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People have historically rushed to invest in gold bullion — coins and bars — as soon as it became clear that tough times were on the horizon. This trend continues to this day. Gold is, after all, a safe-haven asset that retains its value or appreciates during economic downturns. This makes it an excellent hedge against inflation and a great store of wealth.
Unfortunately, new investors don’t always know how to take care of the gold coins and bars they buy. Cleaning your gold is an especially contentious issue. Inform yourself before you devalue your investment — and start here!
Should You Clean Your Gold Bullion At All?
Gold became popular as a form of currency many centuries ago. That’s for a number of reasons, but some are related to the precious metal’s physical characteristics. Gold is soft and malleable, making it easy to work with.
Unfortunately, those same points also make gold easy to damage, especially while attempting to clean it. Coins are especially vulnerable because of their intricate designs, which can easily be ruined. Not only can small quantities of gold be lost during the cleaning process, but gold coins can also lose their numismatic value.
Even the patina, the residue that builds up on precious metals over time, can add to the value of a numismatic coin by telling a story about its history and significance.
If you don’t know what you’re doing, it’s infinitely better not to clean your gold bullion at all than to clean it poorly and cause damage in the process. When in doubt, it’s always safer to consult a professional. You want your investment to be safe, after all.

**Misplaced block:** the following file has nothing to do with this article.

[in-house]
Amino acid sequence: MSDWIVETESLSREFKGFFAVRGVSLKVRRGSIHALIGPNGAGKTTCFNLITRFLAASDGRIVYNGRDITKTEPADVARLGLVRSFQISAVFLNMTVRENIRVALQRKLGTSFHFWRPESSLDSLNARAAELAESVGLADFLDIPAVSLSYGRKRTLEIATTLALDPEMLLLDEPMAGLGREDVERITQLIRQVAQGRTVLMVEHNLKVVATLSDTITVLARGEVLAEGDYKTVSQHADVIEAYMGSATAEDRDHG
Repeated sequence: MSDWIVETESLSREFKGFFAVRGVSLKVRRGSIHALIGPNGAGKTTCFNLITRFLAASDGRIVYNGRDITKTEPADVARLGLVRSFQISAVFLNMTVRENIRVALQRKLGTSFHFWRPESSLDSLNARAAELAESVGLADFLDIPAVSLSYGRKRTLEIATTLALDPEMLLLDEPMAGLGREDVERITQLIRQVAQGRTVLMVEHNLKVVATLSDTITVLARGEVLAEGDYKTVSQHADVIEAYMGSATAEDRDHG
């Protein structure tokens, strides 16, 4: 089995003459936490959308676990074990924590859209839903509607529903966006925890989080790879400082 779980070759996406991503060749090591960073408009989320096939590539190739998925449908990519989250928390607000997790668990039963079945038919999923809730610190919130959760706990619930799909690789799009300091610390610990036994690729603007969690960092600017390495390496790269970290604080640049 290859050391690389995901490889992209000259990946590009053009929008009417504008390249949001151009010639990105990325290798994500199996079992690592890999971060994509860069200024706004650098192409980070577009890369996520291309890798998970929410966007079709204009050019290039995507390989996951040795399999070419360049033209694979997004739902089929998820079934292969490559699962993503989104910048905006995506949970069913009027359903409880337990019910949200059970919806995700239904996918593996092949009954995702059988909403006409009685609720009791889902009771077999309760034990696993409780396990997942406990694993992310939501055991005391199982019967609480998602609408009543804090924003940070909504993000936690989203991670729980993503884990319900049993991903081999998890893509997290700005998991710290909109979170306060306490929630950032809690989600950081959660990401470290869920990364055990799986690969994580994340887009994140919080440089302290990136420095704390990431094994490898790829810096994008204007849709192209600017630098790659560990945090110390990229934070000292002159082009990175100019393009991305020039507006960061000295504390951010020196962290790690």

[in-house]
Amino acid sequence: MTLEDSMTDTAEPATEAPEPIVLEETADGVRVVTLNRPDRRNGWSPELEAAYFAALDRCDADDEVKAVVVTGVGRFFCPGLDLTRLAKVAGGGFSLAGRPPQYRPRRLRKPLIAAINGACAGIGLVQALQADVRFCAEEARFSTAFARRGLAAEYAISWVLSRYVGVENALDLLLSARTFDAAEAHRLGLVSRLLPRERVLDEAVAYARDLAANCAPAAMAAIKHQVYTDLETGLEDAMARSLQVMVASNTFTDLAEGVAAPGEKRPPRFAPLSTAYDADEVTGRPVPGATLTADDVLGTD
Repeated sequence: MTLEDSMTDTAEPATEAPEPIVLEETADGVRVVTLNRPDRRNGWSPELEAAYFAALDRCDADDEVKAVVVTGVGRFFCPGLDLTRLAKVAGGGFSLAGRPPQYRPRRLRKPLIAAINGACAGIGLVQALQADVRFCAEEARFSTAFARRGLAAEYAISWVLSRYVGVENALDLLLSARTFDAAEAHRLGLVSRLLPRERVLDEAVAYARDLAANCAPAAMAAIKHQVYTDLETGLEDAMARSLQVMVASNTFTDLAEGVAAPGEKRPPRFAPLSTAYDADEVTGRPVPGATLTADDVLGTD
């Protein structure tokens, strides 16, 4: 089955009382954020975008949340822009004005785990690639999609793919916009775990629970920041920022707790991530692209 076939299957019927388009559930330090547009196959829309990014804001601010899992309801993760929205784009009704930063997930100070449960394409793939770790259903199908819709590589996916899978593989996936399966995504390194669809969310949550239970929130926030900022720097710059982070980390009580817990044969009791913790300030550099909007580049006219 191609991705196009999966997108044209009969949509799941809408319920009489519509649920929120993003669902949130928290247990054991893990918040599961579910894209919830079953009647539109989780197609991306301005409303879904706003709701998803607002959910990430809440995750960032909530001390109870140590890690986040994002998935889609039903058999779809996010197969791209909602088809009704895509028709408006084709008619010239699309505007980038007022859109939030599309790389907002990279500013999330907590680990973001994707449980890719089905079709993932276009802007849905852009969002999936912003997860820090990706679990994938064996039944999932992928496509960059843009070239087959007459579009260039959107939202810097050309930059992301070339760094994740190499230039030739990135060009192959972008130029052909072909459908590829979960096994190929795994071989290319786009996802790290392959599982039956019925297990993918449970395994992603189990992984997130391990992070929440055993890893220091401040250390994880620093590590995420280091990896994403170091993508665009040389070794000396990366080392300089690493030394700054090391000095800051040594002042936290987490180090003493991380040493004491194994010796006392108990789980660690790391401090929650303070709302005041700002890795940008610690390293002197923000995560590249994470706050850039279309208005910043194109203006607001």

How to Clean Gold Coins
If you’ve decided to clean your gold coins:
Don soft cotton gloves to protect the metal. The oils on your skin can damage gold coins.
Create a working surface by laying a soft cotton cloth on a table or desk.
Add warm (but not hot) distilled water to a bowl, and place a gold coin inside. Let it soak for a few minutes.
Hold the coin by its edges.
A soft and lint-free cloth can be enough to clean the coin, but some people opt to use extremely soft toothbrushes instead. Dry the coin carefully by fully after cleaning it.
Store your gold coins in a special container designed for precious metals.
Alternatively, some people use an ammonia solution (one part ammonia to six parts water) to clean their gold coins. The same process can be used in this case.
How to Clean Gold Bars
Gold bars are heavier and larger than coins. This makes handling them a little more challenging. Handle your gold bars carefully and gently, avoiding the risk of dropping them. Because gold is so soft, even a gold bar that slips from your hand onto a table a few inches below can be damaged.
Besides this consideration, you can use the same process to clean your gold bars. Gold bars are less delicate than coins, which makes handling and cleaning them less risky overall.
What Not to Do When Cleaning and Handling Gold Coins and Bars
Look up “how to clean gold” on the internet, and you’ll immediately get some perplexing suggestions. They include using baking soda, silver polish, and other hash chemicals to clean your gold. Using a household sponge of the kind you may use to do the dishes to scrub your gold is another shockingly common suggestion.
Don’t do these things. You will ruin your gold and devalue your investment.
It is always better to pay for a professional gold cleaning service than to experiment with cleaning valuable gold bullion on your own. You could even ask a professional to walk you through the process of cleaning your gold coins and bars safely.
When in doubt, allow your gold coins and bars to remain in their original condition to preserve their value.